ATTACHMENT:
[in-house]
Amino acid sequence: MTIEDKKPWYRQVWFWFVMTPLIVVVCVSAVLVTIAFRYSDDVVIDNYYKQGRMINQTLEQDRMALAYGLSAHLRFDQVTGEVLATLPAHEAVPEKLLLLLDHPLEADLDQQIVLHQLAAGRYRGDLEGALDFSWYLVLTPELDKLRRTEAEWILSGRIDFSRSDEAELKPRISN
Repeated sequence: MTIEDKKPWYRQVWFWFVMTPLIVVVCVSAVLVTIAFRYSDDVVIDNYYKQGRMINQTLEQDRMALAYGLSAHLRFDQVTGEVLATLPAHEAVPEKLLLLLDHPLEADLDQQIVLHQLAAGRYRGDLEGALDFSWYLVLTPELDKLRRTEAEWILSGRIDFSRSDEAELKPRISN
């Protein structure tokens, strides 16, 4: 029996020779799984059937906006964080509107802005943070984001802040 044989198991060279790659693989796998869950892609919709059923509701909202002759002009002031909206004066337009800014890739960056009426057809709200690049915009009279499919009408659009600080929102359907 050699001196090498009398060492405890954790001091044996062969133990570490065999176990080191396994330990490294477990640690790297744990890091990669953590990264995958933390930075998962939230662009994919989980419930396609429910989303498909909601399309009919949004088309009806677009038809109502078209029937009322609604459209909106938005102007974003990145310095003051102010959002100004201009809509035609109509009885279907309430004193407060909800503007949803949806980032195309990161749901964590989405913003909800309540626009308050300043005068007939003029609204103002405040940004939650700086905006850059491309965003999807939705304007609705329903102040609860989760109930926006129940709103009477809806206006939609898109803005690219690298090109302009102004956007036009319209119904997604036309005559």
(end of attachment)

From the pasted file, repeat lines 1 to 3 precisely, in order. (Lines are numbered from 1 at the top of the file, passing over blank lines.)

[in-house]
Amino acid sequence: MTIEDKKPWYRQVWFWFVMTPLIVVVCVSAVLVTIAFRYSDDVVIDNYYKQGRMINQTLEQDRMALAYGLSAHLRFDQVTGEVLATLPAHEAVPEKLLLLLDHPLEADLDQQIVLHQLAAGRYRGDLEGALDFSWYLVLTPELDKLRRTEAEWILSGRIDFSRSDEAELKPRISN
Repeated sequence: MTIEDKKPWYRQVWFWFVMTPLIVVVCVSAVLVTIAFRYSDDVVIDNYYKQGRMINQTLEQDRMALAYGLSAHLRFDQVTGEVLATLPAHEAVPEKLLLLLDHPLEADLDQQIVLHQLAAGRYRGDLEGALDFSWYLVLTPELDKLRRTEAEWILSGRIDFSRSDEAELKPRISN